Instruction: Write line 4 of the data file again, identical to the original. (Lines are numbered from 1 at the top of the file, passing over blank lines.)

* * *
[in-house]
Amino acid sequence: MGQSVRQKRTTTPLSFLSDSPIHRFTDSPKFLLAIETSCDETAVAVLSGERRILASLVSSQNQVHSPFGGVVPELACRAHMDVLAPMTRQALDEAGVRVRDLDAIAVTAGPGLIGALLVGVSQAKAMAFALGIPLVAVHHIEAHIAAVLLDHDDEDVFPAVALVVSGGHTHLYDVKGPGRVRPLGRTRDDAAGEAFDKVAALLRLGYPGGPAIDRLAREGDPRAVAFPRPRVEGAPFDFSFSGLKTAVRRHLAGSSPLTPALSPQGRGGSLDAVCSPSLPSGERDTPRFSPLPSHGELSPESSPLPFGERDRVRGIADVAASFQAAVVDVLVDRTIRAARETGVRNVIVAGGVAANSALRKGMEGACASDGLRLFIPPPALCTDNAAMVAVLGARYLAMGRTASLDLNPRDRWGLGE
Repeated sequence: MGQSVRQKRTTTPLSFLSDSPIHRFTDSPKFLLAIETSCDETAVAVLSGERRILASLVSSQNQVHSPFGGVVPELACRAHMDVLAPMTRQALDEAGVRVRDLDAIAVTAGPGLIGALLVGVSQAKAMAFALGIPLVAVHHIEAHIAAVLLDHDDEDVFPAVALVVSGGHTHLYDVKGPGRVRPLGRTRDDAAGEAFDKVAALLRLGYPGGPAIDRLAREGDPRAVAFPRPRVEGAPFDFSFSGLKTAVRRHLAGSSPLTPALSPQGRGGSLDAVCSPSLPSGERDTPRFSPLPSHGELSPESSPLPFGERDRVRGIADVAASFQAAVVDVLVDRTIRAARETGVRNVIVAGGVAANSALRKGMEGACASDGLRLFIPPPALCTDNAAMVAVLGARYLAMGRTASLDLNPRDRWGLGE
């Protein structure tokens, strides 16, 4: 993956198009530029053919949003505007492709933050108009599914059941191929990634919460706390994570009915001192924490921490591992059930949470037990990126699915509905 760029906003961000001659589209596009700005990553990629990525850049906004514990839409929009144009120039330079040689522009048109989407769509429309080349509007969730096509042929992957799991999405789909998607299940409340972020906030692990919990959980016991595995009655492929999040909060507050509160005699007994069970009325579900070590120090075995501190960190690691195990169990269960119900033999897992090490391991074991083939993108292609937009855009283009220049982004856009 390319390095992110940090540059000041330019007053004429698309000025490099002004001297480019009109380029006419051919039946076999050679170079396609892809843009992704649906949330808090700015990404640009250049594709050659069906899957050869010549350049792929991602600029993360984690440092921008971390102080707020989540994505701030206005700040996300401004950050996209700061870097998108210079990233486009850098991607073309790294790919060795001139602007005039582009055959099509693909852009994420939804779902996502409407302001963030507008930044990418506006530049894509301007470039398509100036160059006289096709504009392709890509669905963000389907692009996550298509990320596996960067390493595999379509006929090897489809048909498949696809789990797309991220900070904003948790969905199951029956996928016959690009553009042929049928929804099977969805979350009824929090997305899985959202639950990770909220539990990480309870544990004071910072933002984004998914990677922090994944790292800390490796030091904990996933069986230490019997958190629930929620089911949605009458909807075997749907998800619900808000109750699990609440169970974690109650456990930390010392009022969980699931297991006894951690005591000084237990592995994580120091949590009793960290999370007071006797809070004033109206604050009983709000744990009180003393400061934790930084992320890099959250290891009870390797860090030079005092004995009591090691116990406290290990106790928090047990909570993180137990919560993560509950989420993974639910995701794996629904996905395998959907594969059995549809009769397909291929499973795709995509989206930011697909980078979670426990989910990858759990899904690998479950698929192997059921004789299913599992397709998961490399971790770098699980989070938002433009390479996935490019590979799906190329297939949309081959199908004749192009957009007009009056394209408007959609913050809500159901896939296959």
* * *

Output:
């Protein structure tokens, strides 16, 4: 993956198009530029053919949003505007492709933050108009599914059941191929990634919460706390994570009915001192924490921490591992059930949470037990990126699915509905 760029906003961000001659589209596009700005990553990629990525850049906004514990839409929009144009120039330079040689522009048109989407769509429309080349509007969730096509042929992957799991999405789909998607299940409340972020906030692990919990959980016991595995009655492929999040909060507050509160005699007994069970009325579900070590120090075995501190960190690691195990169990269960119900033999897992090490391991074991083939993108292609937009855009283009220049982004856009 390319390095992110940090540059000041330019007053004429698309000025490099002004001297480019009109380029006419051919039946076999050679170079396609892809843009992704649906949330808090700015990404640009250049594709050659069906899957050869010549350049792929991602600029993360984690440092921008971390102080707020989540994505701030206005700040996300401004950050996209700061870097998108210079990233486009850098991607073309790294790919060795001139602007005039582009055959099509693909852009994420939804779902996502409407302001963030507008930044990418506006530049894509301007470039398509100036160059006289096709504009392709890509669905963000389907692009996550298509990320596996960067390493595999379509006929090897489809048909498949696809789990797309991220900070904003948790969905199951029956996928016959690009553009042929049928929804099977969805979350009824929090997305899985959202639950990770909220539990990480309870544990004071910072933002984004998914990677922090994944790292800390490796030091904990996933069986230490019997958190629930929620089911949605009458909807075997749907998800619900808000109750699990609440169970974690109650456990930390010392009022969980699931297991006894951690005591000084237990592995994580120091949590009793960290999370007071006797809070004033109206604050009983709000744990009180003393400061934790930084992320890099959250290891009870390797860090030079005092004995009591090691116990406290290990106790928090047990909570993180137990919560993560509950989420993974639910995701794996629904996905395998959907594969059995549809009769397909291929499973795709995509989206930011697909980078979670426990989910990858759990899904690998479950698929192997059921004789299913599992397709998961490399971790770098699980989070938002433009390479996935490019590979799906190329297939949309081959199908004749192009957009007009009056394209408007959609913050809500159901896939296959």